So what exactly am I trying to say? I'll boil it down into bullet points:
  1. It's always more valuable to look at what a player has done, rather than what you think he might do. A good bet in the draft is not someone who could learn to play, but someone who already has. This means that a lot of "lottery tickets" will have to be ignored, disappointing many scouts and other hopeless romantics.
  2. The separation of pure athletic ability and baseball ability is not insignificant. The presence of great athletes who failed at baseball (Neon Deion, Bo Jackson) as well as non-athletes who became baseball stars (Babe Ruth, David Wells, John Kruk) makes baseball an even more specialized discipline than other sports (imagine Ruth or Wells on a basketball court). Obviously, a great athlete is more likely to succeed in baseball than a non-athlete. But this is a very broad generalization. Pure athleticism is not, in and of itself, an argument in favor of someone's baseball ability.
  3. Scouting is a necessary part of the game, but only as a supplement to a basic understanding of baseball, of which statistics are our most important tool. The two can co-exist (as in Boston), but only when realism -- not traditionalism and mindless perpetuation of the past -- is the guiding light.

Wednesday, November 23, 2005


  • The Marlins are looking into relocating. In other news, they visited a local delicatessan and offered the owner "protection" for 50% of his business proceeds. Bud Selig supports both moves.
  • Trades, trades, and more trades. I had heard a rumor about the White Sox trading for Jim Thome, with Chicago giving up Aaron Rowand and a pitcher, either Jose Contreras or Brandon McCarthy. Now, is reporting that the Sox are getting Thome straight up for Rowand. I don't know exactly how much of Thome's giant salary the Phillies are paying, but somewhere in the neighborhood of 50%. This is a great deal for Chicago, who as I said earlier, need to be "proactive" this offseason. Thome isn't a sure thing, coming off a dreadful season, but even if he hits at 75-85% of his 2004 value (396/581/274), he'll be quite valuable. It's hard for me to believe that the Phillies couldn't get anything more than Rowand for Thome. Rowand's a decent all-around center fielder, which the Phillies need, but surely they could have gotten SOMETHING else. Of course, the Phillies haven't made a habit of making really great decisions lately.
  • The Artist Formerly Known as the Florida Marlins continues selling off its parts. They're getting rid of their pricey parts so they can sign their two core players -- Dontrelle Willis and Miguel Cabrera -- to long-term extensions. It's great to hear that the Marlins are following the wonderful example set by the Royals and Rockies -- trade off everything except one conspicuous star. He/They will make more money than the rest of the roster combined and the team will become a farce as one or two All-Stars are surrounded by 23 jabronis. Everyone will wonder when they get traded and the franchise descends. Willis and Cabrera need to call Mike Sweeney and Todd Helton and see how jolly they are about their situation.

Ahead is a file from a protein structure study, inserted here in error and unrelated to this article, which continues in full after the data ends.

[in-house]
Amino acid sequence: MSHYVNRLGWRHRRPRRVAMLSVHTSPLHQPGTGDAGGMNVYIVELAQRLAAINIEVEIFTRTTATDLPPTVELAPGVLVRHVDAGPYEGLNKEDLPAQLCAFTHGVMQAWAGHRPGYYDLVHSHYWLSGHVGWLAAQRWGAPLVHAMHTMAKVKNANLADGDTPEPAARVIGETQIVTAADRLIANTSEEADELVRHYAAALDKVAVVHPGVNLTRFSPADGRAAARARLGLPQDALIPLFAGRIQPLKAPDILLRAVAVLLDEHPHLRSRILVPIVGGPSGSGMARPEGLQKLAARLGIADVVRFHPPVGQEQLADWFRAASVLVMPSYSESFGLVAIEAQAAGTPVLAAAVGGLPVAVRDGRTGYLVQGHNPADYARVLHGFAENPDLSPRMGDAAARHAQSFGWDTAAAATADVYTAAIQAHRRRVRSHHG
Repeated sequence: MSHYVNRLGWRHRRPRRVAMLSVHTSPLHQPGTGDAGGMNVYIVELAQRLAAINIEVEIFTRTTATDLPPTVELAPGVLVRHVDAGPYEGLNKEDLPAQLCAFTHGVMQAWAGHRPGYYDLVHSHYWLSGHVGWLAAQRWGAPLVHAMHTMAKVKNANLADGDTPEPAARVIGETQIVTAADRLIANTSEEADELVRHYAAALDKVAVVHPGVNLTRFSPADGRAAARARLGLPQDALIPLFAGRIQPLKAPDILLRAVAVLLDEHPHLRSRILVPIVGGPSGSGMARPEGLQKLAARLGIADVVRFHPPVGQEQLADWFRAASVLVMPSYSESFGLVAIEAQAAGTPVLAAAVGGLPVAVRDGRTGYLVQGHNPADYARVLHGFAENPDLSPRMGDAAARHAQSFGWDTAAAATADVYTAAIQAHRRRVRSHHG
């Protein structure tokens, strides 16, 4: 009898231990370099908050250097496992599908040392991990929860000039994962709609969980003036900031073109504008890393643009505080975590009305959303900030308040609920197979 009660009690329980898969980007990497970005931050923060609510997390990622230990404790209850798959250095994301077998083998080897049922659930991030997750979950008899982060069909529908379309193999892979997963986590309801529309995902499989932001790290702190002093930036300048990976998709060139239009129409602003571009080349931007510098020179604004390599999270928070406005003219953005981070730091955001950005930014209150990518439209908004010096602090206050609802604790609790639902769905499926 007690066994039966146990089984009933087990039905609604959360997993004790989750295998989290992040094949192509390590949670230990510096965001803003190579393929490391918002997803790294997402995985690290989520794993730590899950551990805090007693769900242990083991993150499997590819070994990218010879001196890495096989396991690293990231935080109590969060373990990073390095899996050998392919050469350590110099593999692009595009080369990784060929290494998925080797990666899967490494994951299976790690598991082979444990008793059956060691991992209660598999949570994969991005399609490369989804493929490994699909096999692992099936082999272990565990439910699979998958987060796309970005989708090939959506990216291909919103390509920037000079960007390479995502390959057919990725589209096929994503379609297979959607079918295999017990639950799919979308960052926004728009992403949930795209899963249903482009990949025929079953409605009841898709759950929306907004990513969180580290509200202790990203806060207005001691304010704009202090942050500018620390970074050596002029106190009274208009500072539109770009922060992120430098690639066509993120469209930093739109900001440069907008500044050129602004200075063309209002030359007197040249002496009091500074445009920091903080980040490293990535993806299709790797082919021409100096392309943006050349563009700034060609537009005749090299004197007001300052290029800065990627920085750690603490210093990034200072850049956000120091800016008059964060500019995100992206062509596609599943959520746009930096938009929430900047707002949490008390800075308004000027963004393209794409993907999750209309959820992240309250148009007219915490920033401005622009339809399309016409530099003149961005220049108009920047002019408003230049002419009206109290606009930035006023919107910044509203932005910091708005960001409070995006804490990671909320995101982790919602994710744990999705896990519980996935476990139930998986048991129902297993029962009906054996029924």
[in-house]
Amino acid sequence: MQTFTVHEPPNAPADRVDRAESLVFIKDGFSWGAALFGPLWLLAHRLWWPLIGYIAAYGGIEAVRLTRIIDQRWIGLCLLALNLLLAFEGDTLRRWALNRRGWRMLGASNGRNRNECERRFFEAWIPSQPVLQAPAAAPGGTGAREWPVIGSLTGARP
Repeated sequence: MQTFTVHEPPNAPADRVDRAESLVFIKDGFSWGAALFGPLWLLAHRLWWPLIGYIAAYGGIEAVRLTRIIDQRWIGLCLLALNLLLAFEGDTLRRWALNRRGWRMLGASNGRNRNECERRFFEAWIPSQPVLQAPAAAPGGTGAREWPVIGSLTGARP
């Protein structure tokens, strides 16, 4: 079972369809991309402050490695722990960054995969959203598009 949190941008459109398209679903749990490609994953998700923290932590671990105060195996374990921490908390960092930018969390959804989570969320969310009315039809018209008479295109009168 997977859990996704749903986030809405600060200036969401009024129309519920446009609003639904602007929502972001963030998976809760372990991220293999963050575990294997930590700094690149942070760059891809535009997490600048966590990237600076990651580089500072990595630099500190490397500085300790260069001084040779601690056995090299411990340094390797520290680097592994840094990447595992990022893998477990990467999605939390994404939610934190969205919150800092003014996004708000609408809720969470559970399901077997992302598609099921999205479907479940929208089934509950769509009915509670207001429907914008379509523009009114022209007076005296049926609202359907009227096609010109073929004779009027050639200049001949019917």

• It looks like Josh Beckett is going to the Red Sox. Rob Neyer is doubtful about the prospects Boston is giving up, but I think it's a positive move for Boston. They need another starting pitcher, but can't afford a free agent. Beckett is not, repeat not a miracle franchise player who's going to win any Cy Young Awards. Everyone, particulary Sox fans, are turning Beckett into the messiah. And instead of blaming themselves for making him into the next Pedro, they'll blame him for being the slightly good, amazingly injury-prone pitcher that he is, instead of the savior they want him to be. The real big aspect of this deal is Mike Lowell. Yes, Lowell is overpaid ($9 million for two years), but Beckett is underpaid, so it all works out. There's every reason to believe that 2005 was a fluke, and Mike Lowell from 2002-2004 was one of the best third basemen in baseball. Is he Mike Schmidt? No, but he'll replace Bill Mueller. The only aspect of the deal that really bothers me is that it leaves Kevin Youkilis out in the cold. The Sox didn't need a third baseman; they already had one. Now they're spending money on Lowell that could be spent on Johnny Damon or a relief pitcher. But it was the price to pay to get Beckett. What no one has suggested is for the Sox to play musical chairs with their infield defense; move either Lowell or Youkilis to second base (currently vacant in Boston), and the other man can play third. It won't be pretty defensively, but neither is Tony Graffanino, their other best 2B option. Let's think outside the batter's box.